Five things George Osborne won’t say in his Autumn Statement

We know most of what's going to be in the Autumn Statement. But here's what the chancellor won't tell you today.

We know most of what’s going to be in the Autumn Statement. But here’s what the chancellor won’t tell you today

George Osborne will take to the dispatch box shortly to trumpet the coalition’s so-called economic success story.

The chancellor will predictably highlight the fact that the economy is growing strongly and unemployment is at a record low level. But will he tell the whole story?

Of course he won’t. He is, after all, a politician. But that’s what we’re here for. With that in mind, we’ve had a look at five things the chancellor ought to make clear in his speech today but almost certainly won’t.

The national debt is rising

Despite making a great deal of noise during the 2010 election about ‘dealing with the country’s debts’, George Osborne has singularly failed when it comes to reducing the national debt. The national debt has risen from £811.3bn to £1.11trn since the coalition entered office in May 2010.

Back then it was predicted by the Office for Budget Responsibility (OBR) to fall by now to 69 per cent of GDP. Instead the national debt is rising, and according to the OBR will hit 74.5 per cent of GDP this year. Things don’t look good in the short-term, either. Borrowing for this September was £11.8bn, £1.6bn higher than in September 2013 and £1bn higher than City economists had forecast. Britain’s debt is now estimated to be increasing by about £3,000 per second and spending is still outstripping income by around £90 billion.

Welfare spending is up and tax receipts are weak

Tax receipts are weak and welfare spending is up because lots of the jobs that have been created by the recovery are poorly paying and insecure. Taking low-earners out of income tax completely hasn’t helped matters. While the Office for Budget Responsibility (OBR) is likely to add between 0.25 or 0.50 per cent to its forecast for GDP growth in 2014, combined revenues from income tax, national insurance contributions and capital gains tax are expected to fall £8 billion short of the OBR’s March forecast in 2014/15, according to the EY ITEM Club.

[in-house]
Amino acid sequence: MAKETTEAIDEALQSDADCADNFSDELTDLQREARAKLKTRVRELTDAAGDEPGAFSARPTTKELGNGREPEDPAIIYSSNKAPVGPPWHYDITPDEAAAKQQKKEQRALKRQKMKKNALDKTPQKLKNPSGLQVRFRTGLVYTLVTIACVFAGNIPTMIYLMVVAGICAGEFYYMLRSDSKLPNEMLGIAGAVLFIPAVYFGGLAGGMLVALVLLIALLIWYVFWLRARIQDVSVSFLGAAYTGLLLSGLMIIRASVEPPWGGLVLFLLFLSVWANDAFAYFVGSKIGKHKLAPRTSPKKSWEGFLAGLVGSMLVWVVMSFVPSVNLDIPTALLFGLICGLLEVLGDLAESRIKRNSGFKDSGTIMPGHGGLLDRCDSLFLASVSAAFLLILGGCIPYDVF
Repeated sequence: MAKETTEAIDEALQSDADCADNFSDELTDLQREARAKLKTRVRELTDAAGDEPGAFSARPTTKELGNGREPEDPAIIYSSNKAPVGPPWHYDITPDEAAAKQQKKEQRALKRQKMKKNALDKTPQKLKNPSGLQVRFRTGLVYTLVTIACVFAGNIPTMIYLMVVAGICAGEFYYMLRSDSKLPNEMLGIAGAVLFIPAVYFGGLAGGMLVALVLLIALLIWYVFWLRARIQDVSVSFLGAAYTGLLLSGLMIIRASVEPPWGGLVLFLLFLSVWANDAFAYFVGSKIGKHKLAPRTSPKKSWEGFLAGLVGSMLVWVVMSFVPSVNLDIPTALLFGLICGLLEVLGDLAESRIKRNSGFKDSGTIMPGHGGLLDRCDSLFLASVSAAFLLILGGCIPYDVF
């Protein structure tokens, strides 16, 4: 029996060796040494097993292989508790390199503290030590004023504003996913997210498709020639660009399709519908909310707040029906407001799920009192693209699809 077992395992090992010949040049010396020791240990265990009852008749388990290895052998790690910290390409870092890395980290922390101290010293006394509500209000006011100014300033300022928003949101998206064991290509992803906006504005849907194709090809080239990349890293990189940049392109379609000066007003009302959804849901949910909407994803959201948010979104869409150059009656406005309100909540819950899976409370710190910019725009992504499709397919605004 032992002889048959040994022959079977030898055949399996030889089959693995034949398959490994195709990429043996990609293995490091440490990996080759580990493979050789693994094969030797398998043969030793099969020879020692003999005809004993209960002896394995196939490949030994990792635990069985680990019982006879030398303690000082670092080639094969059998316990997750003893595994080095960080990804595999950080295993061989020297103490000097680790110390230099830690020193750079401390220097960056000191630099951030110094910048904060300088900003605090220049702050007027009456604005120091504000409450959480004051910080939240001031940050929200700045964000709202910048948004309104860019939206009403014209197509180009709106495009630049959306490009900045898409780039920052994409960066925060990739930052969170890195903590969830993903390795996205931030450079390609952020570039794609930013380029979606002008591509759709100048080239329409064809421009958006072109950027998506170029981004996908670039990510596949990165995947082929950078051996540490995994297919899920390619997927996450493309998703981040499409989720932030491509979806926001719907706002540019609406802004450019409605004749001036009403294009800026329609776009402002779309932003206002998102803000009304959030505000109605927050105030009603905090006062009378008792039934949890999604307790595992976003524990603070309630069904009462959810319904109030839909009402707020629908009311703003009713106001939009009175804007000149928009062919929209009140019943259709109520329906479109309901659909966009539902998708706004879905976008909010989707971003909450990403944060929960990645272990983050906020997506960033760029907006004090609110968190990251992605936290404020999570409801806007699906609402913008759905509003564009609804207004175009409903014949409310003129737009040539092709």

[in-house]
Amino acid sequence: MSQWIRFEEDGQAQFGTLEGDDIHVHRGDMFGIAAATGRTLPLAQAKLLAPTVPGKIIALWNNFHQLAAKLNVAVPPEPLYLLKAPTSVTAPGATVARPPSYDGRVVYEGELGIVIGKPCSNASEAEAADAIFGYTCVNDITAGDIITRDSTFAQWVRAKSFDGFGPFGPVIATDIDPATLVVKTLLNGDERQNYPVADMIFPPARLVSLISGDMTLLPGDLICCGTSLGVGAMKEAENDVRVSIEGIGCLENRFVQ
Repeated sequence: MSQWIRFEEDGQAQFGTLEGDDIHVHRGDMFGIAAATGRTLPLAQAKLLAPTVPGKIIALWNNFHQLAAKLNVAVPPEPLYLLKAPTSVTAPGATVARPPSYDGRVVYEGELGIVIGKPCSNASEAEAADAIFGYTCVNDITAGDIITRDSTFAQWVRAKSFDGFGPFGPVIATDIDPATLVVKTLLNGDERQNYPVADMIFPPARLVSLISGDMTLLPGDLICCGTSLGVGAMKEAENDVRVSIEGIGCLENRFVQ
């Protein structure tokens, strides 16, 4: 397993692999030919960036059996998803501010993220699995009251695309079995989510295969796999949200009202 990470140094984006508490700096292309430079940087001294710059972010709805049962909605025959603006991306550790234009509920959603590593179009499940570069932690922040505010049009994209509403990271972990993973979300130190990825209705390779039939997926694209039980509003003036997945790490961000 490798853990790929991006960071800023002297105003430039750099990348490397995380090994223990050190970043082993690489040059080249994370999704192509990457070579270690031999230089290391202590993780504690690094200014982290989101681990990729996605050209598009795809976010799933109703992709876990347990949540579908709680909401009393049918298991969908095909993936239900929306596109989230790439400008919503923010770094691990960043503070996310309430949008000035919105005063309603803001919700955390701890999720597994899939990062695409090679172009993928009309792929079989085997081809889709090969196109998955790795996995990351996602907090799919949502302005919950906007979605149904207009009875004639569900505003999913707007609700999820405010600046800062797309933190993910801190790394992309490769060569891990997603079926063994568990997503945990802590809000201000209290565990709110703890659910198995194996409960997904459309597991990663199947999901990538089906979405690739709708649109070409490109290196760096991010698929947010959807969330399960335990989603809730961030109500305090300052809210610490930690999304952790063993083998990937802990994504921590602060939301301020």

Disappointing tax receipts are one of the reasons the chancellor can’t afford many big giveaways in today’s Autumn Statement – instead expect lots of ‘new spending’ to actually be already existing money being moved around.

Meanwhile there has been a 60 per cent increase in the number of working people claiming housing benefit since the coalition came to power in 2010, according to figures released over the summer – despite government rhetoric about being ‘tough’ on benefits. Research for the House of Commons Library, commissioned by Labour, shows that the proportion of working people in receipt of housing benefit has jumped since 2010 from 2.3 per cent to 3.6 per cent.

There has also been a 5 per cent increase in the total number of housing benefit claimants (in and out of work) since 2010.